To the editor:

The Supreme Court on Friday sided with a small Oregon town that imposes civil punishments on homeless people for sleeping in public spaces. The 6-3 decision in the case known as City of Grants Pass v. Johnson is the court’s most significant decision regarding homelessness in decades. It is likely to reverberate far beyond the West Coast as cities across the country grapple with a growing homelessness crisis and a lack of affordable housing.

Violators face fines starting at $295 and repeat offenders may be banned from a city park for 30 days. If a person violates that order by camping in a park, they are subject to criminal trespass charges, punishable by up to 30 days in jail and a $1,250 fine. According to the city, more than 500 citations were issued from 2013 to 2018 for violations of the anti-camping ordinances.

In his opinion for the decision, Justice Neil Gorsuch found that the ordinances did not violate the Constitution’s prohibition on cruel and unusual punishment. Those ordinances, Justice Gorsuch wrote, did not criminalize the homeless but rather the act of camping outdoors.

“Sleep is a biological necessity, not a crime; for some people, sleeping outside is their only option,” Justice Sonia Sotomayor stated in her dissent, which she read from the bench, a rare occurrence signaling extreme disagreement. “The only question here is whether the Constitution permits criminalizing sleeping outside when there is nowhere else to go,” Justice Sotomayor wrote, adding that the issue had become increasingly relevant because many local governments have made criminalization a frontline response to homelessness.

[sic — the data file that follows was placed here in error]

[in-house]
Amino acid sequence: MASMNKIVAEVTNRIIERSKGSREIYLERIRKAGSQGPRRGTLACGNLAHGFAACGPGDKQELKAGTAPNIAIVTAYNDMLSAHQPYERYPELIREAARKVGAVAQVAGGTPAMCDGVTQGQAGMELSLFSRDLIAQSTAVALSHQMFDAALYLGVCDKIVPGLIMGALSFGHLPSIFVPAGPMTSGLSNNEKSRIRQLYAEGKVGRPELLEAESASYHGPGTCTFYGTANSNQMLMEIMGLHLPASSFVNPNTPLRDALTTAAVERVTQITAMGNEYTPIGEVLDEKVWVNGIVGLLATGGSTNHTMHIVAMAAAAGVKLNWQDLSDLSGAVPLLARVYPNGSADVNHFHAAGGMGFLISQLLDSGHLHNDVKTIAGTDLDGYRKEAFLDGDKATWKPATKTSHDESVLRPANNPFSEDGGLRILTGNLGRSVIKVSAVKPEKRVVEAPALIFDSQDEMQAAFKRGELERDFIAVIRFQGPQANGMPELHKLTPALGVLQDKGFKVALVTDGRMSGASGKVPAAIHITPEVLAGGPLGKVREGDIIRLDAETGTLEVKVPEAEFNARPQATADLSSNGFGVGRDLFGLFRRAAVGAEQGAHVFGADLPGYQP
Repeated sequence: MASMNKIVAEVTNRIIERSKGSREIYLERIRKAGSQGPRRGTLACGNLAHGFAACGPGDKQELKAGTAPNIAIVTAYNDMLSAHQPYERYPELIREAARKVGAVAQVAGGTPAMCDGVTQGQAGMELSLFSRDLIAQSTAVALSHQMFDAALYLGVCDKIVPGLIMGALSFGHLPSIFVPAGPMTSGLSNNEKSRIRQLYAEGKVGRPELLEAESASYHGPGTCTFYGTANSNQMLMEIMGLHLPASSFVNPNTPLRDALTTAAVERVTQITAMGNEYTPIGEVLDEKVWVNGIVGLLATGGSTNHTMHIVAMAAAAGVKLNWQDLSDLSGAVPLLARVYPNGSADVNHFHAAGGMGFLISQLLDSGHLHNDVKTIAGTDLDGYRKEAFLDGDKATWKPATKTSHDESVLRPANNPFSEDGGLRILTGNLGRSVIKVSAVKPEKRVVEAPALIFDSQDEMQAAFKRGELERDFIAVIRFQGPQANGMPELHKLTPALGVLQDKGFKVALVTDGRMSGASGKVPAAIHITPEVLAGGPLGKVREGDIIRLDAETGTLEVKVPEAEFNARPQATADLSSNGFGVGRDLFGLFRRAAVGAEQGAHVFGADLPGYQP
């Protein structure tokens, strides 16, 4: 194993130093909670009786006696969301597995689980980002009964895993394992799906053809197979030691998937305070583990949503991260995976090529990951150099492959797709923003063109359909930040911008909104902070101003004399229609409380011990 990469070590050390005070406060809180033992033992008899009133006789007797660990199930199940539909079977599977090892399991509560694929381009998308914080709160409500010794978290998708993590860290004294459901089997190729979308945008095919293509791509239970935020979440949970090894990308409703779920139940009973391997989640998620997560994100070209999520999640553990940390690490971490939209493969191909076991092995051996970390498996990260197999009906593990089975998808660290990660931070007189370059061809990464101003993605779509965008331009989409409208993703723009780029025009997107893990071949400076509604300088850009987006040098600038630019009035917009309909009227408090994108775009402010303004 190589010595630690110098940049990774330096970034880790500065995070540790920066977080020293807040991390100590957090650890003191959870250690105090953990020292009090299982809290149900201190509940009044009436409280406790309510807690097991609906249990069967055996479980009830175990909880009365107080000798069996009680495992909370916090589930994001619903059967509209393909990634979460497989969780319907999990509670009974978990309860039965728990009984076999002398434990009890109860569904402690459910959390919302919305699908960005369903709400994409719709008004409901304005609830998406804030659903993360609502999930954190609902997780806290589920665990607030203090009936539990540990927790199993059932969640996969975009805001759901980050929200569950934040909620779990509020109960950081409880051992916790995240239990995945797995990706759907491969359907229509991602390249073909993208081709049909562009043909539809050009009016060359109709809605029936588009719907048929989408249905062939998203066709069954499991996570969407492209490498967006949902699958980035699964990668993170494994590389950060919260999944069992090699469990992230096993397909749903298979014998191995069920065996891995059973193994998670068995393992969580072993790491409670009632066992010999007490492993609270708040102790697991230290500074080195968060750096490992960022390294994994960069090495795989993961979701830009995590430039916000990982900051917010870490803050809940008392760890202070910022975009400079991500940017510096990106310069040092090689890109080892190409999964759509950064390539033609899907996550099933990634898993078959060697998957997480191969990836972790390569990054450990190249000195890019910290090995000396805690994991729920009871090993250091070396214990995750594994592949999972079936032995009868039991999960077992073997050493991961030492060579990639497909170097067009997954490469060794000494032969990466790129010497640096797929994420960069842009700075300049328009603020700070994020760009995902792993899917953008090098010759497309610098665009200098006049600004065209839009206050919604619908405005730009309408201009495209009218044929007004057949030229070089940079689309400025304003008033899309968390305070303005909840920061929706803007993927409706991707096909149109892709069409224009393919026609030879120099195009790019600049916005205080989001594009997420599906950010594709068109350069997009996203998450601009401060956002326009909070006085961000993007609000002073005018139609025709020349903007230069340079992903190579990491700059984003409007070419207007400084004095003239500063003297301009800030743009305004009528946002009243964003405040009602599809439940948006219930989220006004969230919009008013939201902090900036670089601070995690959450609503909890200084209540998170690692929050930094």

The United States Department of Housing and Urban Development (HUD) reports that on a single night in 2023. roughly 653,100 people in the U.S. experienced homelessness, up about 12 percent from 2022. Homelessness among youth and young adults is increasing at an even faster rate — up 15 percent from 2022 numbers.

Criminalizing people in need of housing does not solve homelessness and only penalizes our citizens most in need. The solution is to create more affordable housing and the systems that support it.

According to the National Low Income Housing Coalition, the fair market rent for a two-bedroom apartment in Connecticut is $1,796. To afford this and not exceed the recommended 30 percent of household income on housing, a household must earn $5,986 monthly, or $34.54 per hour in a 40-hour work week, assuming 52 weeks per year. In reality, the minimum wage in Connecticut is $15.69, and the average renter’s wage is $22.30. Far lower than the fair market rent.

Opening Doors Fairfield County’s (ODFC) homeless response system service providers and partners are at the forefront of providing deeply affordable housing and wrap-around services for residents facing homelessness and housing insecurity. With programs such as Street Outreach, Diversion, Rapid Rehousing, Case Management, Employment, Education and Financial Empowerment, as well as Children’s, Veteran, and Senior services, the goal of ODFC and its partners is to end and prevent homelessness and its underlying causes.

In conclusion, the disappointing Supreme Court decision highlights the need for a fundamental shift in our approach to homelessness. Realizing that housing is a fundamental human right. The solution lies in creating more affordable housing options and support systems, not in criminalizing those in need.

In Solidarity,

Opening Doors Fairfield County homeless response system providers and partners

Bridgeport